“Miracle” drugs don’t cure cancer
Do you know what really annoys me?
Medical misinformation. It’s dangerous—even immoral.
I understand that websites and news services need to drive eyes to their articles. And I can put up with a certain number of flashing ads and screaming headlines populating my favorite websites.
But I draw the line when it comes to health. False promises can do significant harm.
And no subject is more prone to exaggeration than cancer drugs.
Today, I’m going to tell you why you should be extremely skeptical of the next miracle cure you come across.
But I’m also going to tell you the best way to deal with cancer. Indeed—the best way to avoid it altogether.
So put down the hyperbolic headlines that tempt your eye. And get ready to hear the truth instead.
There is no miracle cure
JAMA Oncology just published a study of articles about new cancer drugs, and it found a startling pattern.
A dizzying number of articles about cancer drugs come with huge superlatives. Specifically, the following ten terms: “Miracle,” “game-changer,” “revolutionary,” “cure,” “groundbreaking,” “transformative,” “life saver,” “home run,” “marvel,” and “breakthrough.”
Here’s the first problem: 50% of the drugs described aren’t approved by the FDA. They aren’t yet considered safe—and may never get to market.
And fully 14% of the drugs have never even been tested on humans. Articles are postulating from petri dishes and rat reactions!
If you follow medical literature as much as I do, you know that most drugs fall flat once they make it to human trial. To make huge claims about a drug this early in its testing is irresponsible.
Worse, it can mislead people of the true situation. If you have cancer—or, especially, if you don’t—you can become overly dependent on medical technology to save you.
That can interfere with making the real changes you need to truly improve your health, or even save your life.
This is what upsets me most. All these promises of miracle cures give the impression that drugs are the answer.
They aren’t. Even useful drugs are uni-modal—they only work in one way.
The very best, proven drugs we have can’t work alone, except in very rare cases. Combinations are required—sometimes including radiation, multiple forms of chemotherapy, environmental and lifestyle changes, and surgery.
No single drug can be a cure—not at our current level of technology and understanding.
And even taken in conjunction, a number of uni-modal drugs don’t work well together.
I sometimes compare this to baking chocolate chip cookies. You can’t make cookies with only chocolate chips.
Likewise, you can’t make chocolate chip cookies by cooking the butter, the dough, the chips, and the sugar separately. But that’s what taking multiple drugs is like.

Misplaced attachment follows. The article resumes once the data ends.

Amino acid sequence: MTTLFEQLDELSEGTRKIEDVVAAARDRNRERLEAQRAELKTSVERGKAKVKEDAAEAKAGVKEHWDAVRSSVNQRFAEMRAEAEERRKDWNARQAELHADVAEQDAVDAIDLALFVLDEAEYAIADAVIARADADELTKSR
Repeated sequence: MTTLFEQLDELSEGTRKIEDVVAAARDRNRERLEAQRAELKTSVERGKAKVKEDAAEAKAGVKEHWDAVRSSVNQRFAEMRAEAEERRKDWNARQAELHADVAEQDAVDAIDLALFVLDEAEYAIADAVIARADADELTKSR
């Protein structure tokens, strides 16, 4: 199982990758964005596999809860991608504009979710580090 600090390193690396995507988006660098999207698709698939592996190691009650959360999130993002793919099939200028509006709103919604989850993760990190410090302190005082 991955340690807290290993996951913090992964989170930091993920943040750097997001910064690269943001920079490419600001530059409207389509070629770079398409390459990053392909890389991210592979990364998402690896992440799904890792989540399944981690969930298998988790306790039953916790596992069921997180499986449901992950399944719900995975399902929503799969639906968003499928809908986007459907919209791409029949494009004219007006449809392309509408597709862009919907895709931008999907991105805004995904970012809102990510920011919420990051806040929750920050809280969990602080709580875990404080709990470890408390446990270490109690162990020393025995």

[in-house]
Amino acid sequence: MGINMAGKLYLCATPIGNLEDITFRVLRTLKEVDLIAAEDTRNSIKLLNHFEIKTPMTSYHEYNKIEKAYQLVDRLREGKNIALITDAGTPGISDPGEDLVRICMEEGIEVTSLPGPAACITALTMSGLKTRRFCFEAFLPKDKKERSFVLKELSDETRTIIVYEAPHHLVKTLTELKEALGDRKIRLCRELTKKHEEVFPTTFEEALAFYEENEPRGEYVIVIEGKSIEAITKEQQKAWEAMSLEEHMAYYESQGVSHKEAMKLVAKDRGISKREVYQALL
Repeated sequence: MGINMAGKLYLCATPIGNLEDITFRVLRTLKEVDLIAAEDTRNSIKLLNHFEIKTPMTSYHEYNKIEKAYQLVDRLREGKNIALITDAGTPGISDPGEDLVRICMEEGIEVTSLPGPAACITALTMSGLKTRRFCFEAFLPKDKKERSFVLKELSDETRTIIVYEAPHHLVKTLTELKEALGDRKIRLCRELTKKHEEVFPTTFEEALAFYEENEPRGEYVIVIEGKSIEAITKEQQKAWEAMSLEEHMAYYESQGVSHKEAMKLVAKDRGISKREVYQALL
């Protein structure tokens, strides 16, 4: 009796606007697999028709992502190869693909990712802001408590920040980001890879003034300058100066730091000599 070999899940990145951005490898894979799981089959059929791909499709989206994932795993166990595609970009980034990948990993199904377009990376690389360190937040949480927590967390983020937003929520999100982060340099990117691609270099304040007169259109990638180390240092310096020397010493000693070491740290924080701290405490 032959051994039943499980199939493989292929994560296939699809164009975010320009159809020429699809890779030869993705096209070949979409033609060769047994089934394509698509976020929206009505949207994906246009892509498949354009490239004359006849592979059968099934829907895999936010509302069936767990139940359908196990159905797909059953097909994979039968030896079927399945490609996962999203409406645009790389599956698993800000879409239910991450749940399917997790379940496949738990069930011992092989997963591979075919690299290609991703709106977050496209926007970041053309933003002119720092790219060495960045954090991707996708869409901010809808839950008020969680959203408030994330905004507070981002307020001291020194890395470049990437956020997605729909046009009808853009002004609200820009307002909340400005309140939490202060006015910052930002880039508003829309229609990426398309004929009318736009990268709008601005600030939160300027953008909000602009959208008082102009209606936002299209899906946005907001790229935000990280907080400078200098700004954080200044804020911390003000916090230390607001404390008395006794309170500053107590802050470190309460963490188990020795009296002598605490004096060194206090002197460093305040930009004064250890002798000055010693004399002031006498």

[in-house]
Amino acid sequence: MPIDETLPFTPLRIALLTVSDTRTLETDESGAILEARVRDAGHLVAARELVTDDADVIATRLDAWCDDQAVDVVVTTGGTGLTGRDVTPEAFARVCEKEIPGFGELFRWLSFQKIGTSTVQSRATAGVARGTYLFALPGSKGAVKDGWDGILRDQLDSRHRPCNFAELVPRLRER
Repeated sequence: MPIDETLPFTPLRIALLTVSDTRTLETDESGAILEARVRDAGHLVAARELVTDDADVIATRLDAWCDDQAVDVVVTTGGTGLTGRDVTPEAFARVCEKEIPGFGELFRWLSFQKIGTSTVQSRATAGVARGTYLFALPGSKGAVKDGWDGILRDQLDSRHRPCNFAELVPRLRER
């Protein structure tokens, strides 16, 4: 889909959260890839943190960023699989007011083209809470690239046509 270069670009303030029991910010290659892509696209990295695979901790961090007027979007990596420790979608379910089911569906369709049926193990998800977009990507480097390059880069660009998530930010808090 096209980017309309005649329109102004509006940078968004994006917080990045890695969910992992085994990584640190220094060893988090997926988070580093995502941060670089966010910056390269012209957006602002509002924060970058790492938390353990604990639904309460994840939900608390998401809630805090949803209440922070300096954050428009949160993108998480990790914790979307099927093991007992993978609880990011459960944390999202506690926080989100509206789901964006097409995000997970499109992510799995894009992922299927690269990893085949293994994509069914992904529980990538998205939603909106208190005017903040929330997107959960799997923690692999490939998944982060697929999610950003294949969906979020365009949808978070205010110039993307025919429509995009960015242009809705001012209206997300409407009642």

Our “cures” don’t work well together—they do a poor job making the body resistant to cancer.
Instead, you need a multi-modal answer.
Three Steps To Avoiding—Or Fighting—Cancer
The answer to curing cancer—and avoiding it in the first place—is found in nutrition and lifestyle.
Cancer cells feed on sugar. Otto Warburg won the Nobel Prize proving that cancer cells love the sweet stuff.
In fact, cancer loves sugar so much, that’s how we find and measure it. Before a cancer test, patients are told to stop eating for 24 hours (to cleanse their system of sugar). Then we inject a radioactive dye that’s full of sugar into the patient’s veins.
The cancer cells love sugar so much, they eat it all up. The radioactive dye then shows up on a PET scan, showing us just how much cancer there is, and where it is.
That’s called the SUV—the Sugar Uptake Value. The higher your SUV, the more cancer you’ve got.
Yet, even though cancer cells love sugar, I have not found a single patient whose oncologist tells them to avoid sugar.
That’s horrifying! When I get a patient with cancer, I immediately cut them off from all sugar and refined carbohydrates (which turn into sugar in the body).
If and when the cancer abates, I may relax restrictions a bit. But the best way to combat cancer is to starve it.
Likewise, the best way to avoid getting cancer in the first place is to limit its food from the beginning.
I can’t tell you how many times I’ve come across patients who, after receiving some big health shock, change their lives around their disease.
That’s great—but, if you make those changes before you get sick, you can avoid the disease in the first place.
Small changes in behavior can lead to big changes in health. And if you have the will to be healthy, you can greatly improve your odds by making changes before they’re absolutely necessary.
Eat healthy foods
Limiting sugar and carbohydrates is a good start. But to turn that small change into a big change, you want to increase healthy foods as well.
Drinking enough water and getting proper nutrients is, of course, necessary for a healthy functioning body.
And making sure you get certain compounds in abundance can help as well.
I often talk about the power of curcumin, found in turmeric, and available in supplement form.
Unlike uni-modal drugs, curcumin has 15 different modes of increasing your health. And many of those help prevent and fight cancer.
A motionless wheel is more prone to rust.
Likewise, a body that isn’t in good use provides fertile ground for dysfunction.
And cancer usually grows out of dysfunction.
If you want to avoid or survive cancer, don’t put your faith in inflated miracle drugs. Instead, take proper care of your body, cut most sugar out of your diet and limit carbohydrates, and take up a sensible exercise program.
You’ll give yourself a much better chance—in the short-run, and in the long as well.
Last Updated: August 16, 2018
Originally Published: December 9, 2015